6. The $40/mo Total Internet plan is an _old_ plan, from before the “Even More” (EM) and “Even More Plus” (EM+) plans came about.

    I’d go into a T-Mobile store and see if you can get just the SIM, no device, and avoid any sort of contract (and thus avoid the ETF). That should be workable, since you’re not getting a device.

  7. Long ago I did just this with a Verizon Samsung i730. That piece of crap dropped my calls continuously. So I bought the smartphone and got the PDA data plan ONLY for $50, NO voice.

    Honestly with the consistently CRAPPY call quality at AT&T if they had a data only plan for the iPhone I would have long ago gotten one.

  8. I completely agree with Kevin and many others who have echoed this sentiment. I also don’t have any real need for voice, and would like a data-only plan similar to the T-Mobile one described here. An ETF is annoying, and unnecessary, but I would pay it if it’s the only option. I’m unlikely to break contract, so I wouldn’t pay the ETF anyway.

    However, there certainly need to be more options for data only (and perhaps per-minute “emergency” voice) across all carriers in the US.

  9. medah4rick

    also, i think you can just sign up Even More Plus Plan with just voice at $30 for 500min. then i think you can individually add internet or text on your tmobile account website. internet is probably $20 and text $10 individually. so you can get internet and 500min for $50 with no ETF vs. $40 internet only with ETF. i haven’t confirmed this but i think this is how it works.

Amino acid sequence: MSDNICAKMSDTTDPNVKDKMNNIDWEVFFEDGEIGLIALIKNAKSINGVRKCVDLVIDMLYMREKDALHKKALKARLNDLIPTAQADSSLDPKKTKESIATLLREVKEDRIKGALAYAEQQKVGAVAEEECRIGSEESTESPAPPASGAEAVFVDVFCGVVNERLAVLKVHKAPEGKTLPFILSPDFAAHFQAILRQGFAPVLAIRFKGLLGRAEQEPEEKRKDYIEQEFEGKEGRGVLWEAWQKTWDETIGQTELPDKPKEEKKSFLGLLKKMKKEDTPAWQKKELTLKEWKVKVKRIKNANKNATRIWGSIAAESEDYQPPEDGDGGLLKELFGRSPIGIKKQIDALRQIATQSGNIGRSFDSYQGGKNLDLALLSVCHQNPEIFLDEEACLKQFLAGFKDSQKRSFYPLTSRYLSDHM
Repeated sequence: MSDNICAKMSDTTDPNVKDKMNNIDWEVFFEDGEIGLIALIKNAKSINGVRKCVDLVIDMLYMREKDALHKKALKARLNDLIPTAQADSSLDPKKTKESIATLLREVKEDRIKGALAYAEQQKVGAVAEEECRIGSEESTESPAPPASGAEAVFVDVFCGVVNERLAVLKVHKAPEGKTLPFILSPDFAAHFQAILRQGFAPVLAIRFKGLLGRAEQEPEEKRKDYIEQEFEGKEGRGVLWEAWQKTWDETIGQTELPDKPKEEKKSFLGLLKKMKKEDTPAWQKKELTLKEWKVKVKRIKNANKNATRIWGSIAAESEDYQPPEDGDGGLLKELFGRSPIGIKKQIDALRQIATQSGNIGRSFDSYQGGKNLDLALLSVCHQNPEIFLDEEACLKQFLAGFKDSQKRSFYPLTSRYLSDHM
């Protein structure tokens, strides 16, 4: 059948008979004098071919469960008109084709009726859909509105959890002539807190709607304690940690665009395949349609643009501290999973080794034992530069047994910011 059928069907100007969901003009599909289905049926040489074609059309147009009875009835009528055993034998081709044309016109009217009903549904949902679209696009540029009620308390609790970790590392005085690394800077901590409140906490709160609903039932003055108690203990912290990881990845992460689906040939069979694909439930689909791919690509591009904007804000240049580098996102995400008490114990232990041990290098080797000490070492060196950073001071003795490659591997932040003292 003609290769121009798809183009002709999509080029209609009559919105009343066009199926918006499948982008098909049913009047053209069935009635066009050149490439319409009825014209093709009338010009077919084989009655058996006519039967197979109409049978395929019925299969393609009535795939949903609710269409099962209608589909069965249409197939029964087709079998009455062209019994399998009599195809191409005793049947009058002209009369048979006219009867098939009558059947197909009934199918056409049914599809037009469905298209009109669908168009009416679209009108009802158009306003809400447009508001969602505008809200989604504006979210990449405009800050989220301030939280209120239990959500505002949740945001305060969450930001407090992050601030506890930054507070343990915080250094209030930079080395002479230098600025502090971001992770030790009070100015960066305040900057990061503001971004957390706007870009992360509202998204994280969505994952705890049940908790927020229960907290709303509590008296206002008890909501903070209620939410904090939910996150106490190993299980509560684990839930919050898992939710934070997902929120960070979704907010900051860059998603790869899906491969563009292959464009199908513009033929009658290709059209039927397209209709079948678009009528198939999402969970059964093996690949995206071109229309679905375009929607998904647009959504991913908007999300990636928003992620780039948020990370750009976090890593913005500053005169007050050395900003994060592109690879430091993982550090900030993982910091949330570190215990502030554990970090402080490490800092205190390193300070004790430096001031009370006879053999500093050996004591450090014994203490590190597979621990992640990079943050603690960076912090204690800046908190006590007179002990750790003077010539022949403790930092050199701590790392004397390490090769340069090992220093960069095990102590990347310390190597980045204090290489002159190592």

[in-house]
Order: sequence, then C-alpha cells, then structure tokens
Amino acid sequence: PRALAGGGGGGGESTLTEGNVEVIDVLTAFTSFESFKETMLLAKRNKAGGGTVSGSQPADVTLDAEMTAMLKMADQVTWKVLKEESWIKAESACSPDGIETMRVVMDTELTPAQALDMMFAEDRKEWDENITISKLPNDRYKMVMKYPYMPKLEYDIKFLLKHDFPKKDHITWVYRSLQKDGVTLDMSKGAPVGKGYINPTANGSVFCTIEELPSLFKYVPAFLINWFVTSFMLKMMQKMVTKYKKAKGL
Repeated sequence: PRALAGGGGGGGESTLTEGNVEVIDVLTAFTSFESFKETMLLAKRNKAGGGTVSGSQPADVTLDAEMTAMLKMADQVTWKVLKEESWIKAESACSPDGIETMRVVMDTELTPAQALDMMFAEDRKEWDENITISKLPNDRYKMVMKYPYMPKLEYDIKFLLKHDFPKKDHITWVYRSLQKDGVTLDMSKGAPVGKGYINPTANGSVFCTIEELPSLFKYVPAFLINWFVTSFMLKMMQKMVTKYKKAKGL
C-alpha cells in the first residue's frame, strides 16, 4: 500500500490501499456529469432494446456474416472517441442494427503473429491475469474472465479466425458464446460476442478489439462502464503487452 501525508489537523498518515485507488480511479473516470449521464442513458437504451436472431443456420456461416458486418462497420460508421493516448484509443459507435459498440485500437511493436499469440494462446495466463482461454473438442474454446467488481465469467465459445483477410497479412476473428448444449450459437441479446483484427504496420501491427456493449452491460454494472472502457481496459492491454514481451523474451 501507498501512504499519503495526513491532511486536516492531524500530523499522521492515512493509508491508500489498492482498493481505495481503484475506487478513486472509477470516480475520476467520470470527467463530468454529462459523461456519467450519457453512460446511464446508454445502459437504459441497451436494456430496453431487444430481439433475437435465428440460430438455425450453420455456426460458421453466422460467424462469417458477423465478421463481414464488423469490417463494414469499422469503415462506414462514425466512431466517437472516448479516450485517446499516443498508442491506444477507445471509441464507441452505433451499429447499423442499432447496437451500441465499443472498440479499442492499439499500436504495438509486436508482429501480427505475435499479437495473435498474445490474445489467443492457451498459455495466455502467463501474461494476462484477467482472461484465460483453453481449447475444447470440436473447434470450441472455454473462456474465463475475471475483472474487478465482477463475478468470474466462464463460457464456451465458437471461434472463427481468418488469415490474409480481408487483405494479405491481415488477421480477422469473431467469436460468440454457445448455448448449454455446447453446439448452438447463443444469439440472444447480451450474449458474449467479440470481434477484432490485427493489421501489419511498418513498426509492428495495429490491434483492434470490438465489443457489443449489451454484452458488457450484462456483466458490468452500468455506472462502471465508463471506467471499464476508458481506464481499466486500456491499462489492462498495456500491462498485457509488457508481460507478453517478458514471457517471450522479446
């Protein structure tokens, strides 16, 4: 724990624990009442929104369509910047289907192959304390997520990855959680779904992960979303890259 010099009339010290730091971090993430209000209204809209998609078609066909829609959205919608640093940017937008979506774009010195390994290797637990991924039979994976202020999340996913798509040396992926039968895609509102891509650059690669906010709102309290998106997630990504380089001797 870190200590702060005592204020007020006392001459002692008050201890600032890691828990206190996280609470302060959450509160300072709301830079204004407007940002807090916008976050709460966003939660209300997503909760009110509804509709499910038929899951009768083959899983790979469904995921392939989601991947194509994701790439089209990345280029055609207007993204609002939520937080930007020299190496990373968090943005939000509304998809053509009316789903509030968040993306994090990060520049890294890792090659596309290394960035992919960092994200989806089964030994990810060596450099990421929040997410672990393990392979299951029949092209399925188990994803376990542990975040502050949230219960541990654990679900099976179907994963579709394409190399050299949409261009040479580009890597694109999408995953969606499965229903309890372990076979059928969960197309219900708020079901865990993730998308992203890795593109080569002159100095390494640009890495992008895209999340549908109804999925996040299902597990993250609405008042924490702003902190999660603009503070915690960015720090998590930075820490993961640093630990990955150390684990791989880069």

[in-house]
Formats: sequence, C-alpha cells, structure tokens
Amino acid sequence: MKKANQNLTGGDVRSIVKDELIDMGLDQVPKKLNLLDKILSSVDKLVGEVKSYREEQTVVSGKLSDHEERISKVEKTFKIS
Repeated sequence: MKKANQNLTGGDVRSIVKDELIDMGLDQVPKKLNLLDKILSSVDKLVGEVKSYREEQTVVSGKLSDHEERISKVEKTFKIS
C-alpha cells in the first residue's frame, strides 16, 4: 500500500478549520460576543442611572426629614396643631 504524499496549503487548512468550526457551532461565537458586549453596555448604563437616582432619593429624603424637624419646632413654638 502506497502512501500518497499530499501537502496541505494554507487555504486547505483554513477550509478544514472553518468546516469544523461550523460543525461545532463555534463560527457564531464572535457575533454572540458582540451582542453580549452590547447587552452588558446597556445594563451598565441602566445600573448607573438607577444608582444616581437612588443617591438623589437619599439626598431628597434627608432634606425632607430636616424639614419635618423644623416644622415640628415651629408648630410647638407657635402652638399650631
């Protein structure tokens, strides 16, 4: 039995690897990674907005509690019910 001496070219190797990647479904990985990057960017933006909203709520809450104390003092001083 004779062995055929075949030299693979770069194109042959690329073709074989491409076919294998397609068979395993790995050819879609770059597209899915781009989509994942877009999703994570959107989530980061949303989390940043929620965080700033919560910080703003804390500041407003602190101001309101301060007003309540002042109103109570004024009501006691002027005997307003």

10. Welcome to my world Kevin! :) I’ve been suffering a similar situation now for a few months, except I’m looking at a data-only device to complement a separate prepaid phone I’m using.

    I have two old pocket pc phones that would work great with a data-only SIM for web/email on the go. Back in the day I could get unlimited data for $20 on top of whatever I paid for voice. No can do anymore. My only option right now is the $40 plan you tried tied to a 2-year contract.

    I would have taken a Verizon MiFi – works with netbooks/notebooks as well – but that’s capped at a measly 5GB and costs a hefty $60/month. Uncapped 4G does sound promising, but we’re not there yet as far as devices or coverage is concerned.

    For years carriers have operated on the mindset that steep termination fees and locked-in contracts will keep a customer for them. Nope. If carriers care anything about “loyalty” they would have figured out that it’s offering choice, options and flexibility that bring consumers on board, alongside offering decent quality service. Give us what we want, and we will happily pay.